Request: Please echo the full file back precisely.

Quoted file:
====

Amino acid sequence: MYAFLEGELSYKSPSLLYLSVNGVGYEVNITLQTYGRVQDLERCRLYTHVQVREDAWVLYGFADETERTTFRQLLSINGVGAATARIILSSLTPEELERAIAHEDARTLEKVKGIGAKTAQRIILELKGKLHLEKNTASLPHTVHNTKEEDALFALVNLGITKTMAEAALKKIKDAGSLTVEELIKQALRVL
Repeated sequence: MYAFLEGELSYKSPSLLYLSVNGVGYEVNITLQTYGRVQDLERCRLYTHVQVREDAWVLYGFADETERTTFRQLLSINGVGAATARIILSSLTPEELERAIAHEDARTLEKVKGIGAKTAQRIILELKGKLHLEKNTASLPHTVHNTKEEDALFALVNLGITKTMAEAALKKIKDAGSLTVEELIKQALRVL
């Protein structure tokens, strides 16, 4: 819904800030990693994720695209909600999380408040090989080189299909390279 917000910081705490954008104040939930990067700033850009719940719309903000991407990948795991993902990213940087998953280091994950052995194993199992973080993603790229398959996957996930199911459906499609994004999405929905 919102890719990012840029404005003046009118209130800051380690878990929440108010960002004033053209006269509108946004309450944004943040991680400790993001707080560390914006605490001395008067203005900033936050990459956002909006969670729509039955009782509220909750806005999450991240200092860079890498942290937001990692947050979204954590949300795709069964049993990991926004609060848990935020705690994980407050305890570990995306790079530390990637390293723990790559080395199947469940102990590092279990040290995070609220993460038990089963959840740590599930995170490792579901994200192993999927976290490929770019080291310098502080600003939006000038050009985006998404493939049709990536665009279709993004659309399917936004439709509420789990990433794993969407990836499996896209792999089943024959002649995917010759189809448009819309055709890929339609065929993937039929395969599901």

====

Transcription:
Amino acid sequence: MYAFLEGELSYKSPSLLYLSVNGVGYEVNITLQTYGRVQDLERCRLYTHVQVREDAWVLYGFADETERTTFRQLLSINGVGAATARIILSSLTPEELERAIAHEDARTLEKVKGIGAKTAQRIILELKGKLHLEKNTASLPHTVHNTKEEDALFALVNLGITKTMAEAALKKIKDAGSLTVEELIKQALRVL
Repeated sequence: MYAFLEGELSYKSPSLLYLSVNGVGYEVNITLQTYGRVQDLERCRLYTHVQVREDAWVLYGFADETERTTFRQLLSINGVGAATARIILSSLTPEELERAIAHEDARTLEKVKGIGAKTAQRIILELKGKLHLEKNTASLPHTVHNTKEEDALFALVNLGITKTMAEAALKKIKDAGSLTVEELIKQALRVL
């Protein structure tokens, strides 16, 4: 819904800030990693994720695209909600999380408040090989080189299909390279 917000910081705490954008104040939930990067700033850009719940719309903000991407990948795991993902990213940087998953280091994950052995194993199992973080993603790229398959996957996930199911459906499609994004999405929905 919102890719990012840029404005003046009118209130800051380690878990929440108010960002004033053209006269509108946004309450944004943040991680400790993001707080560390914006605490001395008067203005900033936050990459956002909006969670729509039955009782509220909750806005999450991240200092860079890498942290937001990692947050979204954590949300795709069964049993990991926004609060848990935020705690994980407050305890570990995306790079530390990637390293723990790559080395199947469940102990590092279990040290995070609220993460038990089963959840740590599930995170490792579901994200192993999927976290490929770019080291310098502080600003939006000038050009985006998404493939049709990536665009279709993004659309399917936004439709509420789990990433794993969407990836499996896209792999089943024959002649995917010759189809448009819309055709890929339609065929993937039929395969599901």